It's not all work and no play over here. We took some time a couple weeks ago to throw a party for our friends and family and decided to add a southern twist to the backyard bash by having a crawfish boil.
We first ate crawfish in Texas a couple years ago and I'd say they are a mix between lobster and shrimp taste-wise, with the fun of a crab fest, (which I used to do every summer growing up and visiting my grandparents in Maryland).
Since we're nowhere near Louisiana, we did the next best thing and had live crawfish flown in for everyone to enjoy. Since we were shelling out (pun intended) a pretty penny for the crawfish we had to keep the cost of decorations and such to a minimum, so I googled "crawfish boil invites" found some I liked and made my own in Photoshop, (I would have liked to have bought the invites, but I waited too long for them to be ready anyways).
We've never cooked crawfish, let alone host a party serving them, so Mike and I were a little hesitant as to what to expect. Mike was in charge of research and purchasing the little guys and we ended up going with Louisiana Crawfish Co. We expect about 30-35 people to show up, so we ordered 70 lbs. Since the party was on Saturday, we had them shipped to us Friday night. I was home when the UPS guy showed up, and carried these to the front porch:
Of course, I had to open them to see what was inside and boy did they stink, think swamp water and feet. Each cooler was cold packed and came with all the seasonings and even some Mardi Gras beads!
Since it was in the high 90's that day I shlepped them inside to keep them cool. I could hear the little claws scrapping against the styrofoam and the whole house smelled because I couldn't help myself and kept opening the lid.
When Mike got home he used the basement utility sink to wash them off (keeping them in the bag) and repacked them with some ice packs.
The next day we worked our arses off and since it was again in the high 90's, sweated them off as well. Thankfully my coworker brought his giant tent for us to use after I complained about the possibility of the heat ruining the party. If it wasn't for the tent, we would have had a lot of sweaty and unhappy guests. As it was, with the tent blocking the sun and some fans blowing cooler air from the garage around, it was actually pretty cool.
As you can see, we set up the tables under tent, then set up a small tent to the left where the cornhole boards were. On the deck we set up some chairs, but because of the heat, it wasn't used almost at all. I wanted to keep the decorations to a minimum, and tried to keep it to red, brown, and white, but being so close to July 4th, it was hard to find things without blue, so I gave in and put up a couple frilly things.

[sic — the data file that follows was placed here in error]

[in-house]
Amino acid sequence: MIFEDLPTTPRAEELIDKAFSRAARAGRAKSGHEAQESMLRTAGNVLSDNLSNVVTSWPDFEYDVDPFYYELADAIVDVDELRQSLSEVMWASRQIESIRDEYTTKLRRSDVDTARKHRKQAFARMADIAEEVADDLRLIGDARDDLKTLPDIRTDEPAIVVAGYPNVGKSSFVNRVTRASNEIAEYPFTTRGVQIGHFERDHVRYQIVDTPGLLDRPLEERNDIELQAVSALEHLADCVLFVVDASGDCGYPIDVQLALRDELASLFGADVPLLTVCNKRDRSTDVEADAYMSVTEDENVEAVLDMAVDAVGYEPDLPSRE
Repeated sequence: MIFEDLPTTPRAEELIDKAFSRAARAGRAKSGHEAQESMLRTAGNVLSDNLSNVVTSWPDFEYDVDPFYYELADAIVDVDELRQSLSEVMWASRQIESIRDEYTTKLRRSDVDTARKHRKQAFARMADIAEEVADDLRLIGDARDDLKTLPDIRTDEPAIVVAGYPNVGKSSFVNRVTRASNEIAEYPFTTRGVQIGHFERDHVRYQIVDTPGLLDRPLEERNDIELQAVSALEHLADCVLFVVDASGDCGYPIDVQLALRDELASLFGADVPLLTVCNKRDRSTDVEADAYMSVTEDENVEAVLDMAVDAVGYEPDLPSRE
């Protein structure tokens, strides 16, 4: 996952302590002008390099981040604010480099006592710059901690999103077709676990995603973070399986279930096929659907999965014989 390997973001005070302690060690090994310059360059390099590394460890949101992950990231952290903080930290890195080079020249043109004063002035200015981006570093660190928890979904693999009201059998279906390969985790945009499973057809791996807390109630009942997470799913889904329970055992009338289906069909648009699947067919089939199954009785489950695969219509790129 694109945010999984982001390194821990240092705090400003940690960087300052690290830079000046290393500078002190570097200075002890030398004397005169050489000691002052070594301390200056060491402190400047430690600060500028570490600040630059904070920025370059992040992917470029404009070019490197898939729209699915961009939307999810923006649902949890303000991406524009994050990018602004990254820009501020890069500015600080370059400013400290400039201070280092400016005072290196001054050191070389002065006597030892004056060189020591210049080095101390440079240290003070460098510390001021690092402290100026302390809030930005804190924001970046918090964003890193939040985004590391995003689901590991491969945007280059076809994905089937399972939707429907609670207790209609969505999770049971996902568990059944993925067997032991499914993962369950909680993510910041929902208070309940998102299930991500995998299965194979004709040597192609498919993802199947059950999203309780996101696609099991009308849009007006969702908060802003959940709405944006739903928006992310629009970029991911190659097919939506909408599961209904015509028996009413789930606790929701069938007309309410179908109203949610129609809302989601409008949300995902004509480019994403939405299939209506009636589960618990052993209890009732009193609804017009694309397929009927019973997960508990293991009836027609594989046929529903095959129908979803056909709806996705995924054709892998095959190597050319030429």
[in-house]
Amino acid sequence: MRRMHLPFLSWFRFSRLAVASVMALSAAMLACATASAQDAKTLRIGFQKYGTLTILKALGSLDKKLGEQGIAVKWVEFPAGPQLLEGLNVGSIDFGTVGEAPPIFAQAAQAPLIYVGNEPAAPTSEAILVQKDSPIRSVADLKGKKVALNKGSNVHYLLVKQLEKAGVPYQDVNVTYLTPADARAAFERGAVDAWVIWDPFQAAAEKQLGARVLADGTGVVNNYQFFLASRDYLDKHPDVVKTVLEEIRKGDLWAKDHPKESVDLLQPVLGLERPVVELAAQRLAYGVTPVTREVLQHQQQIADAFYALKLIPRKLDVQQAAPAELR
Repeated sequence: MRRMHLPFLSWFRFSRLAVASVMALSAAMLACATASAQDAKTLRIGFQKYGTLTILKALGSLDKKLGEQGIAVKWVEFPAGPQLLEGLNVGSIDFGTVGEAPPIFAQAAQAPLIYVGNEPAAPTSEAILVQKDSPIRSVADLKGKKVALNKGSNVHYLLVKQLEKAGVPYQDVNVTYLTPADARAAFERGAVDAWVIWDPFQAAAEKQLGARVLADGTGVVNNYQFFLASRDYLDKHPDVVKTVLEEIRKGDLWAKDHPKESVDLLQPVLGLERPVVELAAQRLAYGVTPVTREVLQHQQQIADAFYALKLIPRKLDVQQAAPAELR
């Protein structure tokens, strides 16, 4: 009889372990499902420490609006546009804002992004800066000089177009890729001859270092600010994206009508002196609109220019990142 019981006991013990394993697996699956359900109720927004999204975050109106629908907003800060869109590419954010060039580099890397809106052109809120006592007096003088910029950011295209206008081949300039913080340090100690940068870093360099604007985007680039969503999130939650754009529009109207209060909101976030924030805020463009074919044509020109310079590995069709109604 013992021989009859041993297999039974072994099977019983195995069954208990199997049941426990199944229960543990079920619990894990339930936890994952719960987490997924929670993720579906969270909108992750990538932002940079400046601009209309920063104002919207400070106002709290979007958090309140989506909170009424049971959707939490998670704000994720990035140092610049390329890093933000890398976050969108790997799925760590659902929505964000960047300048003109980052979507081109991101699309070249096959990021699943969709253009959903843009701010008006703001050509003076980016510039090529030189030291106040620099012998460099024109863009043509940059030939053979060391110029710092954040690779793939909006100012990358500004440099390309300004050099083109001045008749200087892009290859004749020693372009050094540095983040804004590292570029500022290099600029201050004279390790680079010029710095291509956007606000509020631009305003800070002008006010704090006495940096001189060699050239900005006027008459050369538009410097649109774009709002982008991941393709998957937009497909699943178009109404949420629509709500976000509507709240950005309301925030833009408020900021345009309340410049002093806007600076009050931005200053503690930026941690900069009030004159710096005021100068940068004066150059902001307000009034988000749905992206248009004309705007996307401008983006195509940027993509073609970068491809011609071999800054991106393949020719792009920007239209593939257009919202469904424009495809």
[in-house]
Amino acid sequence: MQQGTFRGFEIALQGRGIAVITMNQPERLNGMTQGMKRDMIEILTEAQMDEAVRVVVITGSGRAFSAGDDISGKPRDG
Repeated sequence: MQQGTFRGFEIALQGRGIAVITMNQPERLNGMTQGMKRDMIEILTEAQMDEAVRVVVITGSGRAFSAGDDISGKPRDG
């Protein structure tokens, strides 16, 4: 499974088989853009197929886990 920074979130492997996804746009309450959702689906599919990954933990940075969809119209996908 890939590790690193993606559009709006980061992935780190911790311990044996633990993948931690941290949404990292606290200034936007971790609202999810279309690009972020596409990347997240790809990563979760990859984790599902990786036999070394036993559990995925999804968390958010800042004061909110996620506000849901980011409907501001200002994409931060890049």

Besides a couple more pinwheels on the deck, we also added was some sting lights. I've wanted to do this for some time, and finally had an excuse. Unfortunately, starting a party at 3 pm means that even the diehards are leaving around 8ish, before it gets dark and lights are even needed. Because we were so excited about it, (and coming down for the party high), Mike and I did hang out under the lights after everyone left.
We used 2 sets of lights from Target at $12 a piece and zip tied them to a gutter bracket on the overhang.
To create the height at the edges of the deck we used the iron bars from a bar clamp thing Mike uses for large projects. He used large zip ties to attach them to the deck posts, then more zip ties to attach an extension cord to the lights. I asked Mike to do this and of course he doesn't understand that esthetically bright orange extension cords don't go with anything, but they were up and I was happy. And, he even said that the next time we do it, he'll use a black cord. He's learning.
In keeping with our minimalist decorating budget, we went hillbilly and prepared and served the crawfish in Rubbermaid containers and coolers. Truth is, that those were the only thing that would fit all the crawfish. Before everyone showed up, Mike and our friend Dave washed all the mudbugs and threw away any floaters.
After a pretty extensive cooking schedule, (something like: bring to boil, boil crawfish for 2 minutes, turn off heat, sit for 15 minutes, take out, put in cooler layering with seasoning, steam for 20 minutes), they were done! And SO good!
We also boiled corn on the cob, kielbasi, potatoes and onions to go along with the crawfish, and had hotdogs and all the regular stuff found at picnics like pasta salad, chips, and brownies for those that weren't adventurous enough to try the crawfish.
If anyone's looking to have a crawfish boil, I must first warn you that it's a dirty job. But, if your willing to work a little for your food and not afraid to get your hands dirty, it's so worth it.
My dad had a blast, and definitely wasn't afraid to get messy, or have fun with them!
Even my grandma had fun. It's a family joke that she always ends up wearing what she eats, so she brought a little help to keep her shirt clean. For the first time, she was about the only one who didn't leave wearing a little of the crawfish juice.
Everyone talked about the party for weeks and we're already planning on what we'll do for next summer. Maybe something different like a clambake? Who knows, now that we're experts at the crawfish cooking, maybe it'll be an annual thing.